Im still learning about Fernando, Quade said. Thats a much tougher feel for me than Reed. I think we have a real feel for who he is, no matter what takes place.

Welington Castillo

A month away from his 24th birthday, Castillo is hitting .706 and has displayed what Quade calls a game-changing arm. But the Cubs view Geovany Soto as a foundation piece, so the young catcher can either sit the bench at Wrigley Field or play every day at Triple-A Iowa.

Koyie Hill has gone 1-for-27 (.037) so far, but is well-respected for how he handles the pitchers and what he does behind the scenes. The Cubs place a high value on his experience.

With Castillos bright future in mind, Quade has a good feel for what should be done.

Wow, hes a talented kid, Quade said. Hell continue to mature and if he can handle the mental part of the game, I think weve all watched some pretty darn good physical tools.
Bullpen

This meeting will take place the day before Carlos Silva is scheduled to throw again, and the Cubs will have to figure out how to salvage a pitcher guaranteed 13.5 million. Randy Wells and Andrew Cashner appear to be the fourth and fifth starters.

Braden Looper and Todd Wellemeyer are non-roster players with long resumes that could get consideration as the long man. James Russell, who was being stretched out, threw about 10 pitches on Monday in a minor-league game, which shows he could again be part of the Cubs bullpen.

Whatever the group decides, Quade will have to make the pieces fit.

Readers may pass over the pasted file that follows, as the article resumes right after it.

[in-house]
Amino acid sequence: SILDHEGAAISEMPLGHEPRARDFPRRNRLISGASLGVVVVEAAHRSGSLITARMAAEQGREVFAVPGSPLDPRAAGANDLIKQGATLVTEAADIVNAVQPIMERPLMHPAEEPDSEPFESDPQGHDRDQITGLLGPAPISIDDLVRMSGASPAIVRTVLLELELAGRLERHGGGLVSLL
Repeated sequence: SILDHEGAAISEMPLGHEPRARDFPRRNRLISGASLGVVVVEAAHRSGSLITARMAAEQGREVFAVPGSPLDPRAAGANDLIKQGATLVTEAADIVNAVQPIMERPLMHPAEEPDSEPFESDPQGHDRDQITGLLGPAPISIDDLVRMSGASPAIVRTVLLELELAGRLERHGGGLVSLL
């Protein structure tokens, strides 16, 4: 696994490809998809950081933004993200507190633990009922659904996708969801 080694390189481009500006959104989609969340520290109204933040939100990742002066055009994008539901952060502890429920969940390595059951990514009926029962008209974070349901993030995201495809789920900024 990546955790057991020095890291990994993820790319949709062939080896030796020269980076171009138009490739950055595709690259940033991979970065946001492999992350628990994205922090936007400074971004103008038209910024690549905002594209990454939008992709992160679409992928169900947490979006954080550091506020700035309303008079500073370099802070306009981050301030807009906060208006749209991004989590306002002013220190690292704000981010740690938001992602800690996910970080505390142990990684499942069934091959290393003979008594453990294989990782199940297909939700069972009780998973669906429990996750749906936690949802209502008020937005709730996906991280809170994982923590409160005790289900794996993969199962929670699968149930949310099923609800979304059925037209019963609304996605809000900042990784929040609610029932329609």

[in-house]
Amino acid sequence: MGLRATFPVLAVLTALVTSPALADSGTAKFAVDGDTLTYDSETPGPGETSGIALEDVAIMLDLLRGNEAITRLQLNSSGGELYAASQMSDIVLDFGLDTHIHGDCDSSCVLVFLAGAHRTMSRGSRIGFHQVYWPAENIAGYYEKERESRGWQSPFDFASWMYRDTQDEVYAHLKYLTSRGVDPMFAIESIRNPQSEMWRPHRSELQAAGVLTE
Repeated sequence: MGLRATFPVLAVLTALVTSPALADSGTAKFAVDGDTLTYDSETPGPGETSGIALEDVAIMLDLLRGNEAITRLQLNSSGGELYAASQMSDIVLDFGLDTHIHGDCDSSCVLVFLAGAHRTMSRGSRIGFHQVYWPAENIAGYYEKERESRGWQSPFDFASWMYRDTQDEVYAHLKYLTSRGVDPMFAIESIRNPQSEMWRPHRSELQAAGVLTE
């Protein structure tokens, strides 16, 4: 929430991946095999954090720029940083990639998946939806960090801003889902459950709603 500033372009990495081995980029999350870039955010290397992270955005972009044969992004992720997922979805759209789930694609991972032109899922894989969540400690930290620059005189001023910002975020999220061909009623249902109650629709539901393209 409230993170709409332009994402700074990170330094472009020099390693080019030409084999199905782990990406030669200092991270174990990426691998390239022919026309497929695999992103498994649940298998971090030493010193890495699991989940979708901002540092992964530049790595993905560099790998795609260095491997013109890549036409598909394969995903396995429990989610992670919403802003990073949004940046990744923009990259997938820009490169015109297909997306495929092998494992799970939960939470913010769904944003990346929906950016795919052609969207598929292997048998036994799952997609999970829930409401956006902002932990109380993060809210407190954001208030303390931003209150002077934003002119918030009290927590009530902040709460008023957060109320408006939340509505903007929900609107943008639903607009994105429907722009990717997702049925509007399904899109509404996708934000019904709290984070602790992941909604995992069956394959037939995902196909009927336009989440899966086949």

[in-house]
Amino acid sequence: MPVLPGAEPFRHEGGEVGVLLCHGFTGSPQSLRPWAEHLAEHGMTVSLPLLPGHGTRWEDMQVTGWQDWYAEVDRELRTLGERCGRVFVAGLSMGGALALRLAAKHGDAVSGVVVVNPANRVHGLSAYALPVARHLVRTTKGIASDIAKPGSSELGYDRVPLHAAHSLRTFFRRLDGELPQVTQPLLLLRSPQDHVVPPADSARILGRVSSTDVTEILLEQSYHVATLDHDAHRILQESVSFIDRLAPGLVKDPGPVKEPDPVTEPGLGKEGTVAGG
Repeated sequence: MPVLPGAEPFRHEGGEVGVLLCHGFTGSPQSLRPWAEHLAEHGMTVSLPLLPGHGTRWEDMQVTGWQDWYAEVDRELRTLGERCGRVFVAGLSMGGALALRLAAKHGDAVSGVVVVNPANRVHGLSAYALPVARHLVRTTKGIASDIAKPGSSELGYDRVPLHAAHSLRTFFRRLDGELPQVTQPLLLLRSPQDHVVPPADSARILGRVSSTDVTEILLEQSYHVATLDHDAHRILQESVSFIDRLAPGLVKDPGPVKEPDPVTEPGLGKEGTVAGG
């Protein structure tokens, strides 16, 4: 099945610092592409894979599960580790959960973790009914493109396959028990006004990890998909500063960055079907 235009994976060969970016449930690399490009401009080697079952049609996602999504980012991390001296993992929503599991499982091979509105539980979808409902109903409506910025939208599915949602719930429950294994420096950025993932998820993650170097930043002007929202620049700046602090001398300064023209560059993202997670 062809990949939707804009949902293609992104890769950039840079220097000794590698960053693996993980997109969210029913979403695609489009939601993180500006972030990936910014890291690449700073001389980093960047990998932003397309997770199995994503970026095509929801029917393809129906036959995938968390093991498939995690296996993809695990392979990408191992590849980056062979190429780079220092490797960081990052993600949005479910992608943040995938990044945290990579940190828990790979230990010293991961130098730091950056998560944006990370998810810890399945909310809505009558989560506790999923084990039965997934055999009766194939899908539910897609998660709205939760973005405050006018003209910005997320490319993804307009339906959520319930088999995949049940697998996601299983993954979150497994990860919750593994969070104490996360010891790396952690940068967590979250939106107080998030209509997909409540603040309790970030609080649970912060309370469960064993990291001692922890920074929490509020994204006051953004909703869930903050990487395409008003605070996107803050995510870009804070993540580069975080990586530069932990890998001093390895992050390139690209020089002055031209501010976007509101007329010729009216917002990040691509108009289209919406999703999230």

Quade has been fired from other organizations for speaking his mind. But he enjoys a close relationship with the front office, and helped them out by pushing young players late last season. This is, after all, Hendrys hand-picked manager. They share a similar enough philosophy.

I expect the facts to win out in all these situations, Quade said. I have no doubt that people will enlighten me (about) contractual issues (and) options. All I can do is take a look at what Ive seen (here in Arizona and) in the past.

I (dont) have to (decide everything). Im not an ego guy. I want to do the right thing. I understand theres a lot more than just my opinion involved here.

PatrickMooney is CSNChicago.com's Cubs beat writer. FollowPatrick on Twitter @CSNMooneyfor up-to-the-minute Cubs news and views.

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Kris Bryant ignites World Series nostalgia with Cubs' epic eighth-inning comeback

“Reminded me a lot of a play in the World Series.”